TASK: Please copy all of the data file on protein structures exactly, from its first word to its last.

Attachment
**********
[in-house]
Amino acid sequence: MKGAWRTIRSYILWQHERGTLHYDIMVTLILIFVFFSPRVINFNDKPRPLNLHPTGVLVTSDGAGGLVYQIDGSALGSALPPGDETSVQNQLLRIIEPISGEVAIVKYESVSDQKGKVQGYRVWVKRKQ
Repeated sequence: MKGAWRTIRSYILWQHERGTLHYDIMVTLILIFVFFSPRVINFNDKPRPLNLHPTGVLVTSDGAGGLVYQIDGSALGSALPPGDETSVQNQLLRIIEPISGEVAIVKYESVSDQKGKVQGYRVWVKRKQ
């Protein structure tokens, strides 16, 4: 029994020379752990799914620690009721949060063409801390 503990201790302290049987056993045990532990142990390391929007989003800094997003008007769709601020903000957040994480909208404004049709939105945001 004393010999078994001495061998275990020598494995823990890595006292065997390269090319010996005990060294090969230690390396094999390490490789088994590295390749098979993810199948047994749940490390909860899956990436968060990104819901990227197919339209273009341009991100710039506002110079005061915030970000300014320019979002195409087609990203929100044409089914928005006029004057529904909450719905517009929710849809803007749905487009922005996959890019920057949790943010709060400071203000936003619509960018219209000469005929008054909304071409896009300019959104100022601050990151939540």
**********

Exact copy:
[in-house]
Amino acid sequence: MKGAWRTIRSYILWQHERGTLHYDIMVTLILIFVFFSPRVINFNDKPRPLNLHPTGVLVTSDGAGGLVYQIDGSALGSALPPGDETSVQNQLLRIIEPISGEVAIVKYESVSDQKGKVQGYRVWVKRKQ
Repeated sequence: MKGAWRTIRSYILWQHERGTLHYDIMVTLILIFVFFSPRVINFNDKPRPLNLHPTGVLVTSDGAGGLVYQIDGSALGSALPPGDETSVQNQLLRIIEPISGEVAIVKYESVSDQKGKVQGYRVWVKRKQ
């Protein structure tokens, strides 16, 4: 029994020379752990799914620690009721949060063409801390 503990201790302290049987056993045990532990142990390391929007989003800094997003008007769709601020903000957040994480909208404004049709939105945001 004393010999078994001495061998275990020598494995823990890595006292065997390269090319010996005990060294090969230690390396094999390490490789088994590295390749098979993810199948047994749940490390909860899956990436968060990104819901990227197919339209273009341009991100710039506002110079005061915030970000300014320019979002195409087609990203929100044409089914928005006029004057529904909450719905517009929710849809803007749905487009922005996959890019920057949790943010709060400071203000936003619509960018219209000469005929008054909304071409896009300019959104100022601050990151939540």